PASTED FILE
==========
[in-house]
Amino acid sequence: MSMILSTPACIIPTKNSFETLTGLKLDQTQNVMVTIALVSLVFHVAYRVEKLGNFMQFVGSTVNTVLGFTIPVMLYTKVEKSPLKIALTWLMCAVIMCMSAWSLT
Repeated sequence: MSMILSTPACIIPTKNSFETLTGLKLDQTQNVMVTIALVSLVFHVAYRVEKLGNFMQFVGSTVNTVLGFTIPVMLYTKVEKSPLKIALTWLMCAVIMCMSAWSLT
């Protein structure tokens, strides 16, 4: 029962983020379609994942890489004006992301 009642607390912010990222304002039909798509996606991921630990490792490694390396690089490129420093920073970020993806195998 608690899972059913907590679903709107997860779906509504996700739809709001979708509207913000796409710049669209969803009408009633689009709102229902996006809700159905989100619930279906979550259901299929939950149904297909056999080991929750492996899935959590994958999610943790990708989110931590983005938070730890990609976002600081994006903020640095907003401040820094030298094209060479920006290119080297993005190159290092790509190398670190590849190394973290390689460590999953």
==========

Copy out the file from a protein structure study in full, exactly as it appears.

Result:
[in-house]
Amino acid sequence: MSMILSTPACIIPTKNSFETLTGLKLDQTQNVMVTIALVSLVFHVAYRVEKLGNFMQFVGSTVNTVLGFTIPVMLYTKVEKSPLKIALTWLMCAVIMCMSAWSLT
Repeated sequence: MSMILSTPACIIPTKNSFETLTGLKLDQTQNVMVTIALVSLVFHVAYRVEKLGNFMQFVGSTVNTVLGFTIPVMLYTKVEKSPLKIALTWLMCAVIMCMSAWSLT
């Protein structure tokens, strides 16, 4: 029962983020379609994942890489004006992301 009642607390912010990222304002039909798509996606991921630990490792490694390396690089490129420093920073970020993806195998 608690899972059913907590679903709107997860779906509504996700739809709001979708509207913000796409710049669209969803009408009633689009709102229902996006809700159905989100619930279906979550259901299929939950149904297909056999080991929750492996899935959590994958999610943790990708989110931590983005938070730890990609976002600081994006903020640095907003401040820094030298094209060479920006290119080297993005190159290092790509190398670190590849190394973290390689460590999953």